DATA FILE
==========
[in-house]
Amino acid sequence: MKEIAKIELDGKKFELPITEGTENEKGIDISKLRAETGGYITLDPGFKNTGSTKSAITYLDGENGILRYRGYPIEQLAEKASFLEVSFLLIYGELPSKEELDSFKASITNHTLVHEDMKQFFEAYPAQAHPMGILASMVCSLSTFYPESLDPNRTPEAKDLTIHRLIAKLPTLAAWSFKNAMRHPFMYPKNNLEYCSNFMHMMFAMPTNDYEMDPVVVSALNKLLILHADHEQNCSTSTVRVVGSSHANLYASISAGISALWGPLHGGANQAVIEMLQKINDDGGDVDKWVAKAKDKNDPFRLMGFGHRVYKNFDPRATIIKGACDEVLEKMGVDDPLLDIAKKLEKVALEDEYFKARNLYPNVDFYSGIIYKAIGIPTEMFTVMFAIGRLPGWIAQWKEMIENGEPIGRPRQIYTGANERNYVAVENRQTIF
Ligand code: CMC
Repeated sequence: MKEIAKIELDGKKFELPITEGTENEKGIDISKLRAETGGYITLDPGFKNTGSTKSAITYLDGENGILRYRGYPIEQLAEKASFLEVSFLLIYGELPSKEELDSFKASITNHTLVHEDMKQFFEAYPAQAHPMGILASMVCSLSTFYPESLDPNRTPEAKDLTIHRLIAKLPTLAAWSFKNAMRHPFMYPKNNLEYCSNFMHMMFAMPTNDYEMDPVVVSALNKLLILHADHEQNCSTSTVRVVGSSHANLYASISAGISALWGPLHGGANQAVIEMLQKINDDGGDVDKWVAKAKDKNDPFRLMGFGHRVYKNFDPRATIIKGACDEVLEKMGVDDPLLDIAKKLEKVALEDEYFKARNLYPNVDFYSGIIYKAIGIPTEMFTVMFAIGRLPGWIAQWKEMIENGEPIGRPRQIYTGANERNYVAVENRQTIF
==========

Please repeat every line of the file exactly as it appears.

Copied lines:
[in-house]
Amino acid sequence: MKEIAKIELDGKKFELPITEGTENEKGIDISKLRAETGGYITLDPGFKNTGSTKSAITYLDGENGILRYRGYPIEQLAEKASFLEVSFLLIYGELPSKEELDSFKASITNHTLVHEDMKQFFEAYPAQAHPMGILASMVCSLSTFYPESLDPNRTPEAKDLTIHRLIAKLPTLAAWSFKNAMRHPFMYPKNNLEYCSNFMHMMFAMPTNDYEMDPVVVSALNKLLILHADHEQNCSTSTVRVVGSSHANLYASISAGISALWGPLHGGANQAVIEMLQKINDDGGDVDKWVAKAKDKNDPFRLMGFGHRVYKNFDPRATIIKGACDEVLEKMGVDDPLLDIAKKLEKVALEDEYFKARNLYPNVDFYSGIIYKAIGIPTEMFTVMFAIGRLPGWIAQWKEMIENGEPIGRPRQIYTGANERNYVAVENRQTIF
Ligand code: CMC
Repeated sequence: MKEIAKIELDGKKFELPITEGTENEKGIDISKLRAETGGYITLDPGFKNTGSTKSAITYLDGENGILRYRGYPIEQLAEKASFLEVSFLLIYGELPSKEELDSFKASITNHTLVHEDMKQFFEAYPAQAHPMGILASMVCSLSTFYPESLDPNRTPEAKDLTIHRLIAKLPTLAAWSFKNAMRHPFMYPKNNLEYCSNFMHMMFAMPTNDYEMDPVVVSALNKLLILHADHEQNCSTSTVRVVGSSHANLYASISAGISALWGPLHGGANQAVIEMLQKINDDGGDVDKWVAKAKDKNDPFRLMGFGHRVYKNFDPRATIIKGACDEVLEKMGVDDPLLDIAKKLEKVALEDEYFKARNLYPNVDFYSGIIYKAIGIPTEMFTVMFAIGRLPGWIAQWKEMIENGEPIGRPRQIYTGANERNYVAVENRQTIF